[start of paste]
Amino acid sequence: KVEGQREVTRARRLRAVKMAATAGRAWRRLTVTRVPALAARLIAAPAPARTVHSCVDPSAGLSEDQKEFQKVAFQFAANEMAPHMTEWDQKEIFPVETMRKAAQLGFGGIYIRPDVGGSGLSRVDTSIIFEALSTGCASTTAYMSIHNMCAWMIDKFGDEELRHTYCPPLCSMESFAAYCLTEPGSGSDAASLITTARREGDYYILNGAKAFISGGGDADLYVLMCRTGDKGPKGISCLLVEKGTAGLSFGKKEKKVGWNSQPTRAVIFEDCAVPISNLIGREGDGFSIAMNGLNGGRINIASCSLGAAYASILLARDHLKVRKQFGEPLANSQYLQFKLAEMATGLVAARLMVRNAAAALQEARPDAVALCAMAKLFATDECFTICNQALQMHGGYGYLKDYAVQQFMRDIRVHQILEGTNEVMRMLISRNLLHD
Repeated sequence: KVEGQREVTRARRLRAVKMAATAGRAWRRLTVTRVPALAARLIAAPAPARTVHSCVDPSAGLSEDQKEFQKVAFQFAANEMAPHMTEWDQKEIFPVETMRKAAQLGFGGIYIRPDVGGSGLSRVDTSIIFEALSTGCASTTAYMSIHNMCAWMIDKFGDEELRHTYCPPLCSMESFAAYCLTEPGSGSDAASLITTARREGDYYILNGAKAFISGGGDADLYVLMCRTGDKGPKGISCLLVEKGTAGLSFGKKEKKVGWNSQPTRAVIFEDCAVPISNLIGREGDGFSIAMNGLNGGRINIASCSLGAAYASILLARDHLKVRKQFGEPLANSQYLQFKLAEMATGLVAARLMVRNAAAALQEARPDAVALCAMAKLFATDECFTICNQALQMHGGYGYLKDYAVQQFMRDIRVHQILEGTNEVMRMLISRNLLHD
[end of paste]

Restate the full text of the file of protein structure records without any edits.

Amino acid sequence: KVEGQREVTRARRLRAVKMAATAGRAWRRLTVTRVPALAARLIAAPAPARTVHSCVDPSAGLSEDQKEFQKVAFQFAANEMAPHMTEWDQKEIFPVETMRKAAQLGFGGIYIRPDVGGSGLSRVDTSIIFEALSTGCASTTAYMSIHNMCAWMIDKFGDEELRHTYCPPLCSMESFAAYCLTEPGSGSDAASLITTARREGDYYILNGAKAFISGGGDADLYVLMCRTGDKGPKGISCLLVEKGTAGLSFGKKEKKVGWNSQPTRAVIFEDCAVPISNLIGREGDGFSIAMNGLNGGRINIASCSLGAAYASILLARDHLKVRKQFGEPLANSQYLQFKLAEMATGLVAARLMVRNAAAALQEARPDAVALCAMAKLFATDECFTICNQALQMHGGYGYLKDYAVQQFMRDIRVHQILEGTNEVMRMLISRNLLHD
Repeated sequence: KVEGQREVTRARRLRAVKMAATAGRAWRRLTVTRVPALAARLIAAPAPARTVHSCVDPSAGLSEDQKEFQKVAFQFAANEMAPHMTEWDQKEIFPVETMRKAAQLGFGGIYIRPDVGGSGLSRVDTSIIFEALSTGCASTTAYMSIHNMCAWMIDKFGDEELRHTYCPPLCSMESFAAYCLTEPGSGSDAASLITTARREGDYYILNGAKAFISGGGDADLYVLMCRTGDKGPKGISCLLVEKGTAGLSFGKKEKKVGWNSQPTRAVIFEDCAVPISNLIGREGDGFSIAMNGLNGGRINIASCSLGAAYASILLARDHLKVRKQFGEPLANSQYLQFKLAEMATGLVAARLMVRNAAAALQEARPDAVALCAMAKLFATDECFTICNQALQMHGGYGYLKDYAVQQFMRDIRVHQILEGTNEVMRMLISRNLLHD